It strikes me – and perhaps I’ve been reading too much Wittgenstein – that we’re not talking about the same type of “fun” in all these scenarios.

There is certain type of forced fun, which does feel like a host trying to entertain guests. There can be a paternalistic danger in this approach, too – a tendency to say, “we’d better make civic work fun because that’s the only way we can get the people to do what is best for them.”

As if we aren’t people too. As if we do this work because we are somehow wiser or more self-aware.

The irony here, of course, is that at any good party the host is the only one worried about people having fun – everyone else is busy simply having it.

Perhaps that’s another type of fun – or a public spiritedness, if you will. When people come together, when people talk together and spend time together and simply get to know each other – that is fun. There’s no forced socializing or carefully constructed ice breakers, just people coming together.

And I think it’s only appropriate that I end with one of the panelists from my session. After this great discussion about different types of civic work, after this engaging debate about what is fun and whether or not it is required, he turned to me and smiled, saying simply:

That was fun.

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Internal vs External Infrastructure

After my post from earlier this week, I got into a fascinating conversation about whether social justice work should focus more externally – on shared projects and improving institutions – or internally – on checking your own biases and privilege.

I may have just left it there, but yesterday someone else raised the same point in a conversation about building civic infrastructure to confront racial bias.

There’s nothing in the police manual that says officers need to treat people of color more aggressively than white people, one person argued, so the real need is for police officers to work on removing their own internal biases.

Someone else countered with excellent examples of how the external system really does increase and perpetuate racial bias among officers – they are trained as paramilitary, trained to expect the worse case scenario, and, yes, even trained to treat low-income neighborhoods as more dangerous.

Of course, the external v. internal debate is not really a zero-sum game, though there is an important question as to where we should collectively focus our resources and attention.

Focusing too much on either has its dangers: too internally focused becomes little more than navel-gazing without any real action or systemic change; too externally focused provides policy bandaids which do little to mitigate the day to day biases and microaggressions which people of color experience constantly.

But if the best path lies somewhere in between, it still raises an interesting challenge as to how to navigate that journey.

I imagine creating more spaces for shared work, with more spaces for self-reflection and improvement. I imagine creating structures and institutions which encourage us to improve ourselves by working together for the express purpose of working better together.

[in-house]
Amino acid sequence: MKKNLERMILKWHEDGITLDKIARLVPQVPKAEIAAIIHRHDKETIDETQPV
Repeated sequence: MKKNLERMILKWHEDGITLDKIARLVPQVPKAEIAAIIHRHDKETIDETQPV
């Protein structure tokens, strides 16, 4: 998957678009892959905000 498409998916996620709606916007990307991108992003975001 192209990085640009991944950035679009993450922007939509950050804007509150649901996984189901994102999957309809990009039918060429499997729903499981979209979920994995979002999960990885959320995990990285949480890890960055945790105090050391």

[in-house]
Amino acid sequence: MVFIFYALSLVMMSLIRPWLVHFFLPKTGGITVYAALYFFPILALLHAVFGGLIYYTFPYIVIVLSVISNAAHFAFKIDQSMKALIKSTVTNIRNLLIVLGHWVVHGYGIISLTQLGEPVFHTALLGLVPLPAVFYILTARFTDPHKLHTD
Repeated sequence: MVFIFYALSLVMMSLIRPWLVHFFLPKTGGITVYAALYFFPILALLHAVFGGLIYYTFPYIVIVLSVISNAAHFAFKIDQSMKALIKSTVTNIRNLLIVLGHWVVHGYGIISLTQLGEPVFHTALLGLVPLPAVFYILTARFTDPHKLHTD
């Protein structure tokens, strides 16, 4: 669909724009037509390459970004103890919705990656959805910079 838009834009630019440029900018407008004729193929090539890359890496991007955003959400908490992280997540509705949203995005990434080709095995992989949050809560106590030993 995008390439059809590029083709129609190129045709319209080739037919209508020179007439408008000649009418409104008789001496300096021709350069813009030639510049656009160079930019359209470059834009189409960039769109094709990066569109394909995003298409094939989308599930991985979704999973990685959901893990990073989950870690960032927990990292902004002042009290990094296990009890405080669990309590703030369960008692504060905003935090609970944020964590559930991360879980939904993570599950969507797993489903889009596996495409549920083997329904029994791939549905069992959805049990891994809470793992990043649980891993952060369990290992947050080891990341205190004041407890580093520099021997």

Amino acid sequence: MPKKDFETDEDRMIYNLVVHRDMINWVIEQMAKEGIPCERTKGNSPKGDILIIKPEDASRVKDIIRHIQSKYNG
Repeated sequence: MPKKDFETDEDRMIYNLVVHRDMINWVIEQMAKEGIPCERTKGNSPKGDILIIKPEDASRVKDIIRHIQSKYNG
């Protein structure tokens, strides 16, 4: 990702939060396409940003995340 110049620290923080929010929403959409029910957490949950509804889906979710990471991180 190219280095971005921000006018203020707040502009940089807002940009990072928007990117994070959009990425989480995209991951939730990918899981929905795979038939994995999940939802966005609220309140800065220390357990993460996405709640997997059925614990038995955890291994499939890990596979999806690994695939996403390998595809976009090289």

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Frontiers of Democracy

Frontiers of Democracy, a three day conference hosted by the Jonathan M. Tisch College of Citizenship and Public Service at Tufts University, begins this evening. Frontiers convenes practitioners and scholars from a wide range of disciplines, engaging on topics of deliberative democracy, civil and human rights, social justice, community organizing, political engagement, and Civic Studies.

You can follow the conversation at #DemFront, and you can watch featured speakers live streamed on the Tisch College website.

The live stream schedule is:

Thursday, June 25 | 6:30-7:30pm

Tina Nabatchi, Caroline Lee, Harry Boyte

Tina Nabatchi (PhD, Indiana University-Bloomington, 2007) is an associate professor of public administration and international affairs at the Maxwell School of Citizenship and Public Affairs, Syracuse University, where she also co-directs the Collaborative Governance Initiative for the Program for the Advancement of Research on Conflict and Collaboration (PARCC). Her research focuses on citizen participation, collaborative governance, and conflict resolution. She is the lead editor of Democracy in Motion: Evaluating the Practice and Impact of Deliberative Civic Engagement (Oxford University Press, 2012), co-author of Collaborative Governance Regimes (with Kirk Emerson, Georgetown University Press), and co-author of Public Participation for 21st Century Democracy (with Matt Leighninger, Wiley/Blackwell)

Caroline W. Lee teaches sociology at Lafayette College. Her most recent books include Do-it-Yourself Democracy, based on her ethnography of the public engagement industry, and Democratizing Inequalities, an edited volume with Ed Walker and Mike McQuarrie about the dramatic expansion of democratic practices in an era of stark economic inequalities.

Harry Boyte leads the Center for Democracy and Citizenship at Augsburg College. Boyte has been an architect of a “public work” approach to civic engagement and democracy promotion, a conceptual framework on citizenship that has gained world-wide recognition for its theoretical innovations and its practical effectiveness.

Friday. June 26 |  9:30-10:30am 

Abhi Nemani, Brenda Wright, Hahrie Han

Abhi Nemani is currently the first Chief Data Officer for the City of Los Angeles. Formerly, he helped build, launch, and run the national non-profit, Code for America.

Brenda Wright is Vice President of Legal Strategies at Demos.  She has led many progressive legal and policy initiatives on voting rights, campaign finance reform, redistricting, election administration and other democracy and electoral reform issues and is a nationally known expert in these areas.

Hahrie Han teaches political science at Wellesley College. Her two most recent books are How Organizations Develop Activists: Civic Associations and Leadership in the 21st Century and Groundbreakers: How Obama’s 2.1 Million Activists Transformed Field Campaigns in America (co-authored with Elizabeth McKenna)

Friday. June 26 | 4:00-5:00pm